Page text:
Soaring stamp duty stings homebuyers up to six times more than a generation ago

Stamp duty is costing homebuyers up to six times more than it did a generation ago, with home prices outpacing pay packets over the past four decades.

New PropTrack-e61 Institute research found stamp duty costs have grown at least fourfold for median-priced homes in Australia’s capital cities compared to average incomes since the early 1980s. 

In Australia's largest property markets, Sydney and Melbourne, the cost of stamp duty for a median priced house equates to six months of the average full time salary.

Rising home prices and declining housing affordability have raised calls for governments to replace hefty stamp duty costs with smaller and more incremental land taxes.  

PropTrack senior economist Angus Moore described stamp duty as an inefficient tax.

“It discourages people from moving to homes that suit them," Mr Moore said.

"While the rise has largely been incidental, rather than an intentional increase in tax rates, stamp duty reform is critically needed to allow the property market to operate more efficiently."

How stamp duty has grown in each city 

Melbourne had the largest stamp duty increase over the period, recording a 6.1-fold increase from four decades ago.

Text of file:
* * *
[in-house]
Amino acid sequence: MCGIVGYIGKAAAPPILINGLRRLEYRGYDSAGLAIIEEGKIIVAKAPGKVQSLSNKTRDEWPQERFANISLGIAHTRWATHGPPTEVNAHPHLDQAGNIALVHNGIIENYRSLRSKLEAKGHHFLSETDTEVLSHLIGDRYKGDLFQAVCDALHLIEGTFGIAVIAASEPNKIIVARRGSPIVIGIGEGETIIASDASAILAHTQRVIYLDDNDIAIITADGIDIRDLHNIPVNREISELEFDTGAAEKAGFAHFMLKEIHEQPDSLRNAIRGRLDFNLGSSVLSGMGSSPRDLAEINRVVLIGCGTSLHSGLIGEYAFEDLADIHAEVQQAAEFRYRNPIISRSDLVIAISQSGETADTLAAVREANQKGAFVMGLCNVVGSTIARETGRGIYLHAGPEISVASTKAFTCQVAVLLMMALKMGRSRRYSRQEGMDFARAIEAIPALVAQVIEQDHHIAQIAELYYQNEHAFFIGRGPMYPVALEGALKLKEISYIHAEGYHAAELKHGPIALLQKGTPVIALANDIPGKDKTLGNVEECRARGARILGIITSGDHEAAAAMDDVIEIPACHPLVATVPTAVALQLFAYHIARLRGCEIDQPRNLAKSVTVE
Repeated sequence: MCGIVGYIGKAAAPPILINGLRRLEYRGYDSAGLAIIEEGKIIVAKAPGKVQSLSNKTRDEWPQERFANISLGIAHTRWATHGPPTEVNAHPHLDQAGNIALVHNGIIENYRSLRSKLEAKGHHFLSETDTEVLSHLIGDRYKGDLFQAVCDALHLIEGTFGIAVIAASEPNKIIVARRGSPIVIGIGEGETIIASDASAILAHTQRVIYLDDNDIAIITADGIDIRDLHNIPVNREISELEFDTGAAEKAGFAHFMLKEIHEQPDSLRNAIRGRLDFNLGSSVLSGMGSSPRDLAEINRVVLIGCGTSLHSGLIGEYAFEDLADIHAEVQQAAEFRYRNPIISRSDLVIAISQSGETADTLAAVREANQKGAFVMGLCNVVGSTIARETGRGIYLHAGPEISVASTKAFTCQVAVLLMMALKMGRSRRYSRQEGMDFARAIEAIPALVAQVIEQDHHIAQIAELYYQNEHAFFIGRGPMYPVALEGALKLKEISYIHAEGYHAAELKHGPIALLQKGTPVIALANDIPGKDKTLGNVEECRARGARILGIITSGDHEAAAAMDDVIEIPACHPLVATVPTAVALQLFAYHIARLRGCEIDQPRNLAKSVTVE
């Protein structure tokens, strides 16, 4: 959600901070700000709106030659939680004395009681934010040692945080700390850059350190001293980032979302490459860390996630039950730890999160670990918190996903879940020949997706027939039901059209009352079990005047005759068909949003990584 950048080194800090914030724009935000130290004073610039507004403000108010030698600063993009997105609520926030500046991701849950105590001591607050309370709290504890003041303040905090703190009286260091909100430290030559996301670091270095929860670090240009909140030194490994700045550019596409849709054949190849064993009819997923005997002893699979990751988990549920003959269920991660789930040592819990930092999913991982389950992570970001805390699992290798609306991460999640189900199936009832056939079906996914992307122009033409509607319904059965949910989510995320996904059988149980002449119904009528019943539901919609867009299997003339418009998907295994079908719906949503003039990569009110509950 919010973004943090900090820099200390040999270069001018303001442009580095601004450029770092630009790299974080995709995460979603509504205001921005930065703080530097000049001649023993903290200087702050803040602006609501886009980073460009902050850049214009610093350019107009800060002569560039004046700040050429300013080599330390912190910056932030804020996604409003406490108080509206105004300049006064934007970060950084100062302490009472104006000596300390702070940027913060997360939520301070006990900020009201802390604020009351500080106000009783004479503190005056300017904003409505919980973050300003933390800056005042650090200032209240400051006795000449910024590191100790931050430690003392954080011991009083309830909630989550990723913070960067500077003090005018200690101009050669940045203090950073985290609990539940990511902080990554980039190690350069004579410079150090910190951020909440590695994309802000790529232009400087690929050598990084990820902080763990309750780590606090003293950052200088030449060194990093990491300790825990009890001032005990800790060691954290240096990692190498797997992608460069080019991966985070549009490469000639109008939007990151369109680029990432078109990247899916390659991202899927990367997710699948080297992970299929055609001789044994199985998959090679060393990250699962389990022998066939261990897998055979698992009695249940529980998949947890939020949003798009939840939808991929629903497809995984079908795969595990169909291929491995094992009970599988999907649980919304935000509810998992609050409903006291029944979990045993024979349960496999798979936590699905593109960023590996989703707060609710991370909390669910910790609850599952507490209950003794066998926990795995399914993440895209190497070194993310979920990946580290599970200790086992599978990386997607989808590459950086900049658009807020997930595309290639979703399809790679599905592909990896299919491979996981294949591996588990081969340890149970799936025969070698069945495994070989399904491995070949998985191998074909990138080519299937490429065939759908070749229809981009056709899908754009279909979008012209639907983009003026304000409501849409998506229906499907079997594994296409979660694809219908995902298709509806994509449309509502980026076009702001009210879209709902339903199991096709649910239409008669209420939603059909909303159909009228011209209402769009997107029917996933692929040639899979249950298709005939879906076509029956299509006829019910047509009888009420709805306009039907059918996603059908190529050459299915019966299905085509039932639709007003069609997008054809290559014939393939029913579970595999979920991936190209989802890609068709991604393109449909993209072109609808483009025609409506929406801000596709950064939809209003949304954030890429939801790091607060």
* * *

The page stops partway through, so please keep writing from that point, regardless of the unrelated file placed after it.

Source: e61 Institute, PropTrack

Homebuyers in Melbourne need to save $42,500 for the stamp duty on a median-priced home or the equivalent of six months of full-time income. 

In Sydney, homebuyers would have to fork out $44,500 or six months of full-time post-tax income for stamp duty, up 5.4 times compared to the 1980s.  

Mr Moore said homebuyers in Sydney and Melbourne needed to spend half a year’s worth of full-time income, a burden that has increased enormously compared to a generation ago.

While Brisbane homebuyers face a lower stamp duty burden, it remains 5.5 times higher than four decades ago. 

Brisbane owner-occupiers buying a median-price home were facing stamp duty costs of about $18,700 or 2.7 months of income, while investors could expect to pay $25,900. 

Stamp duty costs have also jumped 4.4 times higher in Adelaide; 4.5 times higher in Perth; and six times higher in Hobart. 

Dr Nick Garvin from the e61 Institute says housing affordability and availability is the challenge of our time. Picture: e61 Institute

Research manager at the e61 Institute, Dr Nick Garvin, said the research also highlighted the indirect impacts of stamp duty on other parts of people’s lives including whether or not they change jobs, and when they decide to have children.

“Previous e61 research highlighted that preventing job switching can weaken productivity which has flow-on effects on wage growth and inflation," Dr Garvin said.

"Overhauling the current stamp duty system has the potential to alleviate these pressures on individuals and the economy more broadly.

Desperate young woman sit on sofa at home calculates expenses feeling stressed about bank loan payments, lack of money, financial problems, thinking of unpaid taxes, bankruptcy, overdue bills concept

Stamp duty is costing homebuyers up to six times more than it did a generation ago. Picture: Getty

“Housing affordability and availability is without a doubt a challenge of our time.